Current life on earth is believed to have descended from self-replicating RNA molecules, and evidence of its deep history is apparent in its diversity of function. Discerning the structure of RNAs will help inform our understanding of RNA function as well as develop future tools in medicine. The most basic structural information lies in its secondary structure, the first level of structural organization within an RNA molecule. Techniques such as crystallography, comparative analysis, and computational algorithms have been developed to predict secondary structure of RNA, though performance becomes hindered when analyzing longer RNAs. In order to find a more efficient method of predicting the structure of long RNAs, we combine data gathered from DMS probing experiments (Structure-Seq) and input subsections of the RNA into the RNAStructure prediction algorithm. By dividing the structure into smaller sections, we find that predictive capabilities can be vastly improved, though inclusion of DMS probing data has varying effects in improving prediction accuracy. We test this subdividing of RNA of prediction in both a user-directed and naive manner in the 18S RNA in Arabidopsis thaliana. Overall, these improvements in computation and experimentation suggest a more efficient and accurate strategy to predict RNA secondary structure in long RNAs.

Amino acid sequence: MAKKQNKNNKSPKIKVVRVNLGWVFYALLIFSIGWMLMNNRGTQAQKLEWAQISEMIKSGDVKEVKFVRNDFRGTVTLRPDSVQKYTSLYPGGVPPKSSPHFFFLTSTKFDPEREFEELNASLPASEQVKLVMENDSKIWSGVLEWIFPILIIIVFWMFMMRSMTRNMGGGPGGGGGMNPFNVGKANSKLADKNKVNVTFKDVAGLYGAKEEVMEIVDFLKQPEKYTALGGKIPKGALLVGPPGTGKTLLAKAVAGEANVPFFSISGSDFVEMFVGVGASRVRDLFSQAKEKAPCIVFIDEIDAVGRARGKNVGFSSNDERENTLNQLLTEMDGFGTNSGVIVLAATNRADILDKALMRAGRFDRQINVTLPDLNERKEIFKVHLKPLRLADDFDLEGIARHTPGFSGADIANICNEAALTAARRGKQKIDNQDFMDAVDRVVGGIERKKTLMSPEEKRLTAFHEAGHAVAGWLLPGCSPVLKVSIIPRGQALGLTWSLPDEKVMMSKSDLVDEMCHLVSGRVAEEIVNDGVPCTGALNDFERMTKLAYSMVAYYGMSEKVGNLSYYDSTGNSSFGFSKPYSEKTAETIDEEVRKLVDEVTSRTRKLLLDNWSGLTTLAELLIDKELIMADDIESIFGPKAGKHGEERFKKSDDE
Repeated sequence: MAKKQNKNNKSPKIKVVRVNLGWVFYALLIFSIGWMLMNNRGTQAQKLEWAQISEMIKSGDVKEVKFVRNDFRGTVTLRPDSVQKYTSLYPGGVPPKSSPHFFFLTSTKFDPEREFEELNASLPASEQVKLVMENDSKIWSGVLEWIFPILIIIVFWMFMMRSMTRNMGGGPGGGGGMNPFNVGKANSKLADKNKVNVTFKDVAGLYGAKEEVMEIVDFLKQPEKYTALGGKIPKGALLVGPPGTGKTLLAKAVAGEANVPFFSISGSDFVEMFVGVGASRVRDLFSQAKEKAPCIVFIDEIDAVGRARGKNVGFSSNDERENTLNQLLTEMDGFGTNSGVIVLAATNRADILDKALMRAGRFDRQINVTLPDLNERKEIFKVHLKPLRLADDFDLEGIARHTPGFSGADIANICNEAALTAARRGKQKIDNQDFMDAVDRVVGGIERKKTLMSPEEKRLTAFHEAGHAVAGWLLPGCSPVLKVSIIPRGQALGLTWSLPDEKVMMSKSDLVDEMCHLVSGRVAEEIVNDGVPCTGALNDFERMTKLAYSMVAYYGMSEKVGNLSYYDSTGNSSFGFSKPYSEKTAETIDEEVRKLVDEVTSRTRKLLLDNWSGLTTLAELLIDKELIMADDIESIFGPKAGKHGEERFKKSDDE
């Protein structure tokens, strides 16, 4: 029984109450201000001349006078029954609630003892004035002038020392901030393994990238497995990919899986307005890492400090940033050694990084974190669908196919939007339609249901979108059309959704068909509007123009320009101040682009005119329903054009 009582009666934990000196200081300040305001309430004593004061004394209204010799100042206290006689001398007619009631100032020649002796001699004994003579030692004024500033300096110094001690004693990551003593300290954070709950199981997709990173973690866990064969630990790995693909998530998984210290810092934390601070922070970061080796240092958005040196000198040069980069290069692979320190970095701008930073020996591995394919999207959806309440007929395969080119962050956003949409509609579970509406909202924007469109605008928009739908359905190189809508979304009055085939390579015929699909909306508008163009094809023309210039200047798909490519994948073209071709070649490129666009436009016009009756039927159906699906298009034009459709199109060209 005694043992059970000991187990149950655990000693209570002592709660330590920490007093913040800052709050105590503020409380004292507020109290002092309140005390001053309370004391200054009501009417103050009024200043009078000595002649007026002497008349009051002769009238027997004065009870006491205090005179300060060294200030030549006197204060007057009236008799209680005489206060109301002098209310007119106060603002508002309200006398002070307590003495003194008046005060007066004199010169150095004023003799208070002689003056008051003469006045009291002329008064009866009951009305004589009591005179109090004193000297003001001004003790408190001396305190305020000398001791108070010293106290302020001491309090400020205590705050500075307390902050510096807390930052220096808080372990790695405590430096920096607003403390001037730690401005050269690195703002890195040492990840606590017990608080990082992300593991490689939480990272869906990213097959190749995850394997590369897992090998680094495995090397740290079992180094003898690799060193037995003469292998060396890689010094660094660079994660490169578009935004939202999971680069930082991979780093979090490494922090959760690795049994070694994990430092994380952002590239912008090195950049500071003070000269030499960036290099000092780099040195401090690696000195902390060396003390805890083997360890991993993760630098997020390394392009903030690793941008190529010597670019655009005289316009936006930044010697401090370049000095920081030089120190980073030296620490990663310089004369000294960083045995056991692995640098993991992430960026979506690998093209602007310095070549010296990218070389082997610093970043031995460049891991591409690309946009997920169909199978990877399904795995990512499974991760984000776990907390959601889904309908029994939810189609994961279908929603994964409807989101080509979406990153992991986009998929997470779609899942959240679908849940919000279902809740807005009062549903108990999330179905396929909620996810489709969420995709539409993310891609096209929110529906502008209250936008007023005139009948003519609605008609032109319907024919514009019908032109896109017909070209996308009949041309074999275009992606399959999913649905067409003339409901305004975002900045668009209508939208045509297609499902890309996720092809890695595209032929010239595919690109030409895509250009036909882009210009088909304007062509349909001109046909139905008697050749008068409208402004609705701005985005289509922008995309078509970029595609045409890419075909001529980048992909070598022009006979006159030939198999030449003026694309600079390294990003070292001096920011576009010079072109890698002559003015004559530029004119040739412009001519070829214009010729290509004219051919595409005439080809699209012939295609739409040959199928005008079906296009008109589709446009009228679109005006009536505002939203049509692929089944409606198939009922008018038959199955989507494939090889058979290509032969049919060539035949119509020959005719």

Structure-Seq Influenced RNA Secondary Structure Prediction